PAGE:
Small businesses have been exempted from proposals for tax returns to be filed digitally four times a year. The government has also delayed its proposed implementation for larger firms.
The move follows a 2016 consultation process, during which the NFRN called for the process to be voluntary, rather than mandatory, and only applicable to businesses with an income threshold above £85,000 – the current threshold for VAT – which is the current exemption.
In addition, the NFRN called for greater communication and guidance for small businesses, which could be less digitally able, along with additional support from accountants and tax agents and from HMRC to make available software and training for small businesses.
Last week, the Treasury revealed exemptions to the proposals for the smallest businesses and delays to the timetable to allow more time for other companies to plan for the overhaul. This follows widespread concern voiced about the initial timetable, with the House of Lords’ Economic Affairs Committee saying the previous timetable for implantation of making tax digital was “rushed” and that many small businesses were not ready to cope with the additional administrative and financial demands of digital taxation and quarterly reporting.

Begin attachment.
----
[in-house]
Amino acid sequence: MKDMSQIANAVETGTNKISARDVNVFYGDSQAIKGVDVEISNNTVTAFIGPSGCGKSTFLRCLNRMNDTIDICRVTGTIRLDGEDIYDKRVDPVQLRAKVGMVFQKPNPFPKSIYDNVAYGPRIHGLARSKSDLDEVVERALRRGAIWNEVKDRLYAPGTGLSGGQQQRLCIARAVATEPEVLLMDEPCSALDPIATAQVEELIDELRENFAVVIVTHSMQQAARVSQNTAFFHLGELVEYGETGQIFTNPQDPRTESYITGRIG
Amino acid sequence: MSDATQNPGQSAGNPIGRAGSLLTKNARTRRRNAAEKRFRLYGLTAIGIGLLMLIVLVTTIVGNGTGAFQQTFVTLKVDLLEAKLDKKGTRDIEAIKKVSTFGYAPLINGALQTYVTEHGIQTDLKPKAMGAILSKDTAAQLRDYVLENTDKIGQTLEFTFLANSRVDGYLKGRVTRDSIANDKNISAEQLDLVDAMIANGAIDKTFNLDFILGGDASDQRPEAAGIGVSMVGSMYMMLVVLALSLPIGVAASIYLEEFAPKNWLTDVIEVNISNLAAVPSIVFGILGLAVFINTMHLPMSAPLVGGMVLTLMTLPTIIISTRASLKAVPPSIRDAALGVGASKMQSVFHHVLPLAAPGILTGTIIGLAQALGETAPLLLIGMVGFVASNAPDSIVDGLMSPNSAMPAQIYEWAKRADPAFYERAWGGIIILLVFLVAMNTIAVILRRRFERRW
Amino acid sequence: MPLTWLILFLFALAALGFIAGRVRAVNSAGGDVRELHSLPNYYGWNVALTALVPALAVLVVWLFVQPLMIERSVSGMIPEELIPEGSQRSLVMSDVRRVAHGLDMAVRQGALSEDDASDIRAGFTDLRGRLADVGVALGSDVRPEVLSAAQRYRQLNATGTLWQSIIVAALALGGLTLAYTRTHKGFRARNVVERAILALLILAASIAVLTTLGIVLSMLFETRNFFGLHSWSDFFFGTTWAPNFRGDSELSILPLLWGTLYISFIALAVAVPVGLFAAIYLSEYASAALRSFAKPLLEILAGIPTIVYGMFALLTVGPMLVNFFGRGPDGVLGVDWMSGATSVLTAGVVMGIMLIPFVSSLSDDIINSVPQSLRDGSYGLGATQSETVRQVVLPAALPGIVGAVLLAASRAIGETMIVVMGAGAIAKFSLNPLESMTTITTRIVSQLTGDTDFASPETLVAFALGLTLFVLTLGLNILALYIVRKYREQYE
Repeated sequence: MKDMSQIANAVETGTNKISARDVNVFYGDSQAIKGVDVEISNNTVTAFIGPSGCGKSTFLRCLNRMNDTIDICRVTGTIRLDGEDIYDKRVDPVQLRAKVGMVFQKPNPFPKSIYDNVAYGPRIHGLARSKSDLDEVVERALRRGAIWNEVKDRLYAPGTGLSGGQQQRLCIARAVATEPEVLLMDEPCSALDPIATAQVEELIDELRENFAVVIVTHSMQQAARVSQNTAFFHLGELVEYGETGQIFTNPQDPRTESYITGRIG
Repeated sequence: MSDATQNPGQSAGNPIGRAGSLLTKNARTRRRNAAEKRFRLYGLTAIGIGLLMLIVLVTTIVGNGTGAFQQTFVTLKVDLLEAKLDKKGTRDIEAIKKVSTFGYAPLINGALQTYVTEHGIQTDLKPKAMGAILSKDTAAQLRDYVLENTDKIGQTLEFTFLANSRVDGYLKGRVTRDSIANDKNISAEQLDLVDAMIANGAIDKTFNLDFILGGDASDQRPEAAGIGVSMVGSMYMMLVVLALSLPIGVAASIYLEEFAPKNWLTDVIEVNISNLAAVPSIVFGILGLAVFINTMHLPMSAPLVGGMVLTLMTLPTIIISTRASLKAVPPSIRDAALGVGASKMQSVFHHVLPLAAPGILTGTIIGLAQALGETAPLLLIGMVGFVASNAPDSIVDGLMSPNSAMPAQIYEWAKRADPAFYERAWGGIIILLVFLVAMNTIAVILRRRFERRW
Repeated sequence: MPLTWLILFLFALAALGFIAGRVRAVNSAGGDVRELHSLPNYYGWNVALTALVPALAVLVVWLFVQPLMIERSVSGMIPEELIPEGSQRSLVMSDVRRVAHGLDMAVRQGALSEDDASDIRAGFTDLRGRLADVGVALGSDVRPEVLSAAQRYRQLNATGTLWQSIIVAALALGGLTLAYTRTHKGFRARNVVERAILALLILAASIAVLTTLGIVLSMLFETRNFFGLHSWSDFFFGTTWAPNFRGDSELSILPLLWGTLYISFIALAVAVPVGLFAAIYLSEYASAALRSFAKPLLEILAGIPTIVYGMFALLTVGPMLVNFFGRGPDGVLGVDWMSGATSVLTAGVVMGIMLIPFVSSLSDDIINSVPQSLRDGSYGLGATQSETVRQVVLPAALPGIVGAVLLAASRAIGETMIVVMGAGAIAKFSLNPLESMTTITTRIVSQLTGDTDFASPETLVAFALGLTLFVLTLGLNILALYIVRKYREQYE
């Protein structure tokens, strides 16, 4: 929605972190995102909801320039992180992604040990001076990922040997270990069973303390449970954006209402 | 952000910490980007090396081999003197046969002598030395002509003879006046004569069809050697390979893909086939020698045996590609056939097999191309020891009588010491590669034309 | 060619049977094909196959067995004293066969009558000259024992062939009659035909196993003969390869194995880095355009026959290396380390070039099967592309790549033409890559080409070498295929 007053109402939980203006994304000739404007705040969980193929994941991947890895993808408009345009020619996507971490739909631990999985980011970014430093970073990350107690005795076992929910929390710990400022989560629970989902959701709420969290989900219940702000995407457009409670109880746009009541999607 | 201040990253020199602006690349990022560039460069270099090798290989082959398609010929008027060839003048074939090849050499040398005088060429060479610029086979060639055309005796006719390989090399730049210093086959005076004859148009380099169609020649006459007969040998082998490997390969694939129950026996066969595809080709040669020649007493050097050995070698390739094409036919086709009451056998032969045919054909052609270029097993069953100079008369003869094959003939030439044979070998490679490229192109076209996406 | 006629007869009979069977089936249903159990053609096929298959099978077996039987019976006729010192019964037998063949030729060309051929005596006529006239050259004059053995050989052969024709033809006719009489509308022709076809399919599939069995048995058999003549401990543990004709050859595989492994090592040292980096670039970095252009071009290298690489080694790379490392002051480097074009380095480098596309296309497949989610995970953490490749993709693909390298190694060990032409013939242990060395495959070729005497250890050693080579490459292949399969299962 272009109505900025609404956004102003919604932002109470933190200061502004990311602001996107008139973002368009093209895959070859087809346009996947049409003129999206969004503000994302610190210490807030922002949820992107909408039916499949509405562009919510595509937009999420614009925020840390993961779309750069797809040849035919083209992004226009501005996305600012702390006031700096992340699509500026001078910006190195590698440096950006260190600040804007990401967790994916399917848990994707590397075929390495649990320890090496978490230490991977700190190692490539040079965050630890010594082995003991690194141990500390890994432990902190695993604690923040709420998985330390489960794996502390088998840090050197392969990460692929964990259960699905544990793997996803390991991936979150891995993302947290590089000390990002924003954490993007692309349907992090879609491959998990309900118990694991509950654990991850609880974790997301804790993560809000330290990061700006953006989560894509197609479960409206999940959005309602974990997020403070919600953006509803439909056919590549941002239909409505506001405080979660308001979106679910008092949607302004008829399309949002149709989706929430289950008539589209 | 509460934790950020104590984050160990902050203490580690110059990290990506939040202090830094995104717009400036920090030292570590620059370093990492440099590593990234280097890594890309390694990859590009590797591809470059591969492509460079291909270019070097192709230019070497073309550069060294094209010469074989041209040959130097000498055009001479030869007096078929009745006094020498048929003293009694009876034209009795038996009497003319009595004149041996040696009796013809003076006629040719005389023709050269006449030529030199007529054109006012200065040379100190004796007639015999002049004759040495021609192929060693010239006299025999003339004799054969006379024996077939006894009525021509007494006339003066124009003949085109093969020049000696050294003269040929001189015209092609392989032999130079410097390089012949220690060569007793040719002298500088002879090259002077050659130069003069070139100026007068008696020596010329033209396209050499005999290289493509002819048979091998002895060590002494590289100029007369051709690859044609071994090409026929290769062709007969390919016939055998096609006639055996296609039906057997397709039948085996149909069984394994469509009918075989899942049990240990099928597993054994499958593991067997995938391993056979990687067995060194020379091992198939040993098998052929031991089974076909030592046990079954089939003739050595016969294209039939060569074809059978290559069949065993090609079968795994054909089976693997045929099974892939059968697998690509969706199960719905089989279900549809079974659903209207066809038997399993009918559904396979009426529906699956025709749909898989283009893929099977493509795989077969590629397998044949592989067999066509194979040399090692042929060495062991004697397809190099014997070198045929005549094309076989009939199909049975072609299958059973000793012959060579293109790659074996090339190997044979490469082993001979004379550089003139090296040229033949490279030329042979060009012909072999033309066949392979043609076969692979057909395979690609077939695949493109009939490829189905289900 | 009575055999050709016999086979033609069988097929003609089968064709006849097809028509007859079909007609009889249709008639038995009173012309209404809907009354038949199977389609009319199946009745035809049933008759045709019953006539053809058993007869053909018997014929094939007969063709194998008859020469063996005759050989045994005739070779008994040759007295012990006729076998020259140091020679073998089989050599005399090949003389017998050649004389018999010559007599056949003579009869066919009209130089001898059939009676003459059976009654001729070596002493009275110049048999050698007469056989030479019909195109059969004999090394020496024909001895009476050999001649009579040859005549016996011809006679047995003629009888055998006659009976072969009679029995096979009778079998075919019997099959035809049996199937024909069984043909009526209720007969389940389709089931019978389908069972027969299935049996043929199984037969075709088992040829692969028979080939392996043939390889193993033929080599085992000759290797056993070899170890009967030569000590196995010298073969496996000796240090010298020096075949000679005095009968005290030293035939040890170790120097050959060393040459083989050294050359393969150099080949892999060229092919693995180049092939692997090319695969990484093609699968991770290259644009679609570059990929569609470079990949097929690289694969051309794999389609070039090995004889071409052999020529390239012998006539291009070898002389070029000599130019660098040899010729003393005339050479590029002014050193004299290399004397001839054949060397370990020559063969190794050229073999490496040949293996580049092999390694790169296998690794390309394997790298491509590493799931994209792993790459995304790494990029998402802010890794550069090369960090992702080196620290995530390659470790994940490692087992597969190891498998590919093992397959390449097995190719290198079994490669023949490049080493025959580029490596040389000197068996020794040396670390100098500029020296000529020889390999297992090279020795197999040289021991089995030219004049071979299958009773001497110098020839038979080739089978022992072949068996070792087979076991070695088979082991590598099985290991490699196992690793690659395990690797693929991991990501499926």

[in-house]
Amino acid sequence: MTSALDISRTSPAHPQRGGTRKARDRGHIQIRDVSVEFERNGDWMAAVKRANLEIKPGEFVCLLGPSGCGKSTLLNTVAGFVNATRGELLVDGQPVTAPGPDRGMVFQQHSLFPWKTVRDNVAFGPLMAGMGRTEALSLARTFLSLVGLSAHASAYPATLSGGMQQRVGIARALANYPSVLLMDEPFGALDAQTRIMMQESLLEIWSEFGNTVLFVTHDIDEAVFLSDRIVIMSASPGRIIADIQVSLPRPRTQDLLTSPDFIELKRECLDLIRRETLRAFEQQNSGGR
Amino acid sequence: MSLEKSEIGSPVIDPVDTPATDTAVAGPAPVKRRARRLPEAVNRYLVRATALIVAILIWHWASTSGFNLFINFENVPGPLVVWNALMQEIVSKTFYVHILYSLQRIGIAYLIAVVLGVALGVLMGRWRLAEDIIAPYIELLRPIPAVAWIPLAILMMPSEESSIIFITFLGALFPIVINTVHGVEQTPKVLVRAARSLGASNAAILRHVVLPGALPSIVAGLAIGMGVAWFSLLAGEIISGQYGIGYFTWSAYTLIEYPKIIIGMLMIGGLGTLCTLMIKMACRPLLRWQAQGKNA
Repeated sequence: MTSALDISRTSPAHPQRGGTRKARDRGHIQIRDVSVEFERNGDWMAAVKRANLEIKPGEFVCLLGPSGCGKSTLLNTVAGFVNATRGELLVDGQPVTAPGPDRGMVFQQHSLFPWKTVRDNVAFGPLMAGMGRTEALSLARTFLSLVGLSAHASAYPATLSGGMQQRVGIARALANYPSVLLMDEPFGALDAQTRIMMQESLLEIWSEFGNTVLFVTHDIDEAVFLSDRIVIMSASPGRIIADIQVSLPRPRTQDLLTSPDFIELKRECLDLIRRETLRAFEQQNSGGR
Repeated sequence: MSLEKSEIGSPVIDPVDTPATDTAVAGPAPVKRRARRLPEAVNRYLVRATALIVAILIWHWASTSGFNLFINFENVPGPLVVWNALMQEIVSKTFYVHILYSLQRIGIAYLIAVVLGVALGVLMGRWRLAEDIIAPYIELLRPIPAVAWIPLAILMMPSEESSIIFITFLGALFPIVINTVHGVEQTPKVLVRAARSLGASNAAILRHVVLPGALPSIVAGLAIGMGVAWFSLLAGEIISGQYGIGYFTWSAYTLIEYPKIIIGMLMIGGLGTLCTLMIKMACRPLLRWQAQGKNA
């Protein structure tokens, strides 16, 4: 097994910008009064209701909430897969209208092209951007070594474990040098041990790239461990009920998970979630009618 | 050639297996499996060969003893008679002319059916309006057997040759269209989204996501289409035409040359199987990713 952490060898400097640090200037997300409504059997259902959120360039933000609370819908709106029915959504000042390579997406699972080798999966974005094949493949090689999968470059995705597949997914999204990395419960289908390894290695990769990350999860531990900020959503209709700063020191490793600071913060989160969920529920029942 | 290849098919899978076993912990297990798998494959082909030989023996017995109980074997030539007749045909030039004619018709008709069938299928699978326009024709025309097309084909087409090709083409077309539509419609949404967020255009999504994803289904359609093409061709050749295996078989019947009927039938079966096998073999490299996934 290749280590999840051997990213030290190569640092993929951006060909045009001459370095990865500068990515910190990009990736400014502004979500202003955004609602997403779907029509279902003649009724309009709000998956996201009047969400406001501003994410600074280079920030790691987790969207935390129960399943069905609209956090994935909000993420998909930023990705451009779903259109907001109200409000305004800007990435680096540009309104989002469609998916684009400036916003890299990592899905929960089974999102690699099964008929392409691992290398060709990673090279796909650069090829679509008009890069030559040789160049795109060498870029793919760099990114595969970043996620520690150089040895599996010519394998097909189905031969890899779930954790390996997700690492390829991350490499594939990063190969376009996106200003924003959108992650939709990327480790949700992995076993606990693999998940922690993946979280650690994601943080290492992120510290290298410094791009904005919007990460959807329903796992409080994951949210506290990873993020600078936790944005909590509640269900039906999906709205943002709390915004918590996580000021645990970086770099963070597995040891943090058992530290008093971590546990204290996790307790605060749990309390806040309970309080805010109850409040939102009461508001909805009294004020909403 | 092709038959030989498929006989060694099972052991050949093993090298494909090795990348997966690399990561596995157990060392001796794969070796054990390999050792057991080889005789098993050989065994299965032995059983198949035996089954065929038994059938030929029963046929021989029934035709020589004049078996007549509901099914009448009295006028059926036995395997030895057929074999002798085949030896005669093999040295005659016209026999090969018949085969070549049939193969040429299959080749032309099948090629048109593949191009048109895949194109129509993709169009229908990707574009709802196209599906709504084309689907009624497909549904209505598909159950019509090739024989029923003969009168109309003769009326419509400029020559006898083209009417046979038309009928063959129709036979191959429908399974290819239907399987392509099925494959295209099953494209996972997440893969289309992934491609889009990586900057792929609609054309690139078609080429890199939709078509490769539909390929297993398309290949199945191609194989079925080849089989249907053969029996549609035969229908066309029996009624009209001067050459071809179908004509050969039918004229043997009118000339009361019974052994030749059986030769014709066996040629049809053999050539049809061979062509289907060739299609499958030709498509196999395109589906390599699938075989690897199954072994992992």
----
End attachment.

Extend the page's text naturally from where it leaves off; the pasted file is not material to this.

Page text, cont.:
NFRN Chief Executive Paul Baxter commented: “Since the plans were first outlined the NFRN and our members have been very vocal and at every opportunity we have put forward our concerns about the full impact digital returns could have for small independent retailers.
“We have always maintained that any such process should be voluntary rather than mandatory and only applicable to an income threshold above £85,000. We are pleased that the government has sat up, listened to our concerns and, more importantly, taken note of them.
“For small independent retailers finding time to manage all the costs associated with their businesses is already time consuming and challenging and this would have been an added and unnecessary burden.”